The Christian Origins of Universal Solidarity:Thinking through Christ’s Call to Leave “father/ mother/ children”
Dr. Clemena Antonova
Clemena Antonova is a Research Director at The Institute for Human Sciences, Vienna. An art historian (M.A., Edinburgh and D.Phil., Oxford) she has interests in Russian religious philosophy and, more generally, problems relating to the role of religion in modernity. She has held research positions at several institutions, including the University of Edinburgh (2007), the Royal Academy of Arts and Sciences in Belgium (2010), the IWM (2011-2013 and again in 2018), the University of Cologne (2015-2016), the University of Aix-Marseilles (2017). She continues her affiliation with the Institute for Orthodox Christian Studies at Cambridge, where she contributes to the Master’s programme.
To address some of the questions that have come out in the debates on the refugee crisis, I will consider, in Part I, the contrast between the attitudes towards refugees in terms of two concepts of solidarity. In Part II, I will ally myself with a line of thought that holds that there is a longer, Christian genealogy to modern concepts that we usually see as the result of the Enlightenment. Thus, Christ’s message to leave “mother/ father/ “children” brings across a radical case for universal solidarity, which implies that the care for all and the care for some are not just different notions, but they are ultimately irreconcilable moral intuitions.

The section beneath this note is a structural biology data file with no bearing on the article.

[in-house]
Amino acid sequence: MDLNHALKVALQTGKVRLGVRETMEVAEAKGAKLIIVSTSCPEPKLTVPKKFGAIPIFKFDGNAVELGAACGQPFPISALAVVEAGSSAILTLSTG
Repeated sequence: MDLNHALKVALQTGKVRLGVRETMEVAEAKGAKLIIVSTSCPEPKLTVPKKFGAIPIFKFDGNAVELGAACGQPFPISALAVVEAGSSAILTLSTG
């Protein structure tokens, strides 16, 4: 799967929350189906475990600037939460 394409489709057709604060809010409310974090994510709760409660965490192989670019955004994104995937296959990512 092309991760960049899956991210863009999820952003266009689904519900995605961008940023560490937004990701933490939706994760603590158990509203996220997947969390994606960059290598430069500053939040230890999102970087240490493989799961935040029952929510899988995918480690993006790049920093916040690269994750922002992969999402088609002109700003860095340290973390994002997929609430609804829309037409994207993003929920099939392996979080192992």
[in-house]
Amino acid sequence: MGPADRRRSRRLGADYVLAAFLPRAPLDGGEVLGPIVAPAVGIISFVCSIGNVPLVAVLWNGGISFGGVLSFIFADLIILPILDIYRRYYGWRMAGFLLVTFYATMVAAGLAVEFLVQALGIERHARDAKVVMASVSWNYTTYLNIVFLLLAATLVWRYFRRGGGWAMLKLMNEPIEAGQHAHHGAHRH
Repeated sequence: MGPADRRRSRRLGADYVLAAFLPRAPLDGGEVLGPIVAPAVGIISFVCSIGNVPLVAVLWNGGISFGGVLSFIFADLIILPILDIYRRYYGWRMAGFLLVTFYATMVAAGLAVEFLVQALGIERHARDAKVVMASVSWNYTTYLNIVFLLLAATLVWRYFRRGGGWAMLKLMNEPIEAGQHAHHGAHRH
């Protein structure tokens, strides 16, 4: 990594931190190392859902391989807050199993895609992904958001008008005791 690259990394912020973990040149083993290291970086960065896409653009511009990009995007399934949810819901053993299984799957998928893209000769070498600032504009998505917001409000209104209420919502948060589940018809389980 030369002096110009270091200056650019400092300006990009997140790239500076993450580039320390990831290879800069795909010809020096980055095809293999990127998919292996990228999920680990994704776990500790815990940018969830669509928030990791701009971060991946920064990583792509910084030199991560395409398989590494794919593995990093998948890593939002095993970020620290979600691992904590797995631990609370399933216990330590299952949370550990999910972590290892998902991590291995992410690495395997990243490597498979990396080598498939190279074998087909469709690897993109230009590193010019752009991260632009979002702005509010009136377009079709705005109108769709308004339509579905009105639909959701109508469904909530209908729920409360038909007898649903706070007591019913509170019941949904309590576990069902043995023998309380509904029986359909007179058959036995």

Keywords: concepts of solidarity, cosmopolitan, Luke 14:26, Mark 10:29, refugee crisis, solidarity, Stoic “circles of sympathy,” universal solidarity, Willkomenskultur
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